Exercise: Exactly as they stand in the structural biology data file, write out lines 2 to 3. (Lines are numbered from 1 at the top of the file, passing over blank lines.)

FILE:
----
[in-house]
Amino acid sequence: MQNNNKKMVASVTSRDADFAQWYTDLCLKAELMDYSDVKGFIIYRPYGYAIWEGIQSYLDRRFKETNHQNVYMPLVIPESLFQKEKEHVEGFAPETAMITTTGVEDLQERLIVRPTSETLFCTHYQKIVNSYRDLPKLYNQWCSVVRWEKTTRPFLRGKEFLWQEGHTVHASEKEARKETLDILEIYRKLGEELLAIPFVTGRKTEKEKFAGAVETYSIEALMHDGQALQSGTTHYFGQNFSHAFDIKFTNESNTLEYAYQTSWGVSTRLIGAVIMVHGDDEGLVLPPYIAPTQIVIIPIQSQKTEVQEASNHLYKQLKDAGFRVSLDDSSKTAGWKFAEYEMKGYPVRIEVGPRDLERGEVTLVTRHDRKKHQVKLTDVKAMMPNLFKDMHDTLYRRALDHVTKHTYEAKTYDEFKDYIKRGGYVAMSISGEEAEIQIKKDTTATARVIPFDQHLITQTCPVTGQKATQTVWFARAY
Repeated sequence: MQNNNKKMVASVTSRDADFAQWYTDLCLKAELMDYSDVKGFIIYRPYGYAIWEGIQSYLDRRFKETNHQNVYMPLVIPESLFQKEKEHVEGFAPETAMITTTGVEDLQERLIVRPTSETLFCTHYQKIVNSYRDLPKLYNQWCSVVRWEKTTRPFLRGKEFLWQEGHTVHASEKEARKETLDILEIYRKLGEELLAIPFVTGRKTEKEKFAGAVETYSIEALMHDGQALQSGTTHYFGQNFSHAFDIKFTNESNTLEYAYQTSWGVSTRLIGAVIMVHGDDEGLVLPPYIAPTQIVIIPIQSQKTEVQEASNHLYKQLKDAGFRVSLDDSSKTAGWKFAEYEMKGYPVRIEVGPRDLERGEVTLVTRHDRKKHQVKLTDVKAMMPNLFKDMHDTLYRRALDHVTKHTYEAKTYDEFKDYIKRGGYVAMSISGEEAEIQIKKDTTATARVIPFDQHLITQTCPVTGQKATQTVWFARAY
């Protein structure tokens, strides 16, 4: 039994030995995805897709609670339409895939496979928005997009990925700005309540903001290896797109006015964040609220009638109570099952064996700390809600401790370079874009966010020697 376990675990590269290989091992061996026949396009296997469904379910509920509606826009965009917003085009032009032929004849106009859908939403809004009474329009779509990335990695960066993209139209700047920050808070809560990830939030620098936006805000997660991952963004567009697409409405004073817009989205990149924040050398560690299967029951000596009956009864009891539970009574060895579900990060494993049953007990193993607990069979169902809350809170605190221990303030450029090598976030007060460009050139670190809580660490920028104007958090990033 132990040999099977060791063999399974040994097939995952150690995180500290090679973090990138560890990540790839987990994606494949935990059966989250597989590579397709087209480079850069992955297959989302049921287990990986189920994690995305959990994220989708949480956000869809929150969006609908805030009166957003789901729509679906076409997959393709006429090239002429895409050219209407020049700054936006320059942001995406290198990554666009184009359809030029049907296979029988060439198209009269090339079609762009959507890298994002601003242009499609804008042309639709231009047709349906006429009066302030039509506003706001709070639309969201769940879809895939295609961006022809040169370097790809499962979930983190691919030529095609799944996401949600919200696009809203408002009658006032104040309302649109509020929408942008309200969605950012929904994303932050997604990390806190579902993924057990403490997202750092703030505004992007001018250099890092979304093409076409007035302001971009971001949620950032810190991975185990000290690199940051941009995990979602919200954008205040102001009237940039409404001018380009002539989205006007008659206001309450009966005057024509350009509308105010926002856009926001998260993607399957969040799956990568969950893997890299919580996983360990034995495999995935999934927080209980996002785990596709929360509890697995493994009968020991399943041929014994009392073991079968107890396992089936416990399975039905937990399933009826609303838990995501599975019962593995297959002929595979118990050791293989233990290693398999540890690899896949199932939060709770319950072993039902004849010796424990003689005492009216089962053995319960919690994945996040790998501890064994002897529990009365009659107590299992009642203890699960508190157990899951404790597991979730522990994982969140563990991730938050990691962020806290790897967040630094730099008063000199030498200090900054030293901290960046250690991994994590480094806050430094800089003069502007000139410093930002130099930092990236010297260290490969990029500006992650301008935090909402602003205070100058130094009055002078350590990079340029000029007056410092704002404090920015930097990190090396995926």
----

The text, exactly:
Amino acid sequence: MQNNNKKMVASVTSRDADFAQWYTDLCLKAELMDYSDVKGFIIYRPYGYAIWEGIQSYLDRRFKETNHQNVYMPLVIPESLFQKEKEHVEGFAPETAMITTTGVEDLQERLIVRPTSETLFCTHYQKIVNSYRDLPKLYNQWCSVVRWEKTTRPFLRGKEFLWQEGHTVHASEKEARKETLDILEIYRKLGEELLAIPFVTGRKTEKEKFAGAVETYSIEALMHDGQALQSGTTHYFGQNFSHAFDIKFTNESNTLEYAYQTSWGVSTRLIGAVIMVHGDDEGLVLPPYIAPTQIVIIPIQSQKTEVQEASNHLYKQLKDAGFRVSLDDSSKTAGWKFAEYEMKGYPVRIEVGPRDLERGEVTLVTRHDRKKHQVKLTDVKAMMPNLFKDMHDTLYRRALDHVTKHTYEAKTYDEFKDYIKRGGYVAMSISGEEAEIQIKKDTTATARVIPFDQHLITQTCPVTGQKATQTVWFARAY
Repeated sequence: MQNNNKKMVASVTSRDADFAQWYTDLCLKAELMDYSDVKGFIIYRPYGYAIWEGIQSYLDRRFKETNHQNVYMPLVIPESLFQKEKEHVEGFAPETAMITTTGVEDLQERLIVRPTSETLFCTHYQKIVNSYRDLPKLYNQWCSVVRWEKTTRPFLRGKEFLWQEGHTVHASEKEARKETLDILEIYRKLGEELLAIPFVTGRKTEKEKFAGAVETYSIEALMHDGQALQSGTTHYFGQNFSHAFDIKFTNESNTLEYAYQTSWGVSTRLIGAVIMVHGDDEGLVLPPYIAPTQIVIIPIQSQKTEVQEASNHLYKQLKDAGFRVSLDDSSKTAGWKFAEYEMKGYPVRIEVGPRDLERGEVTLVTRHDRKKHQVKLTDVKAMMPNLFKDMHDTLYRRALDHVTKHTYEAKTYDEFKDYIKRGGYVAMSISGEEAEIQIKKDTTATARVIPFDQHLITQTCPVTGQKATQTVWFARAY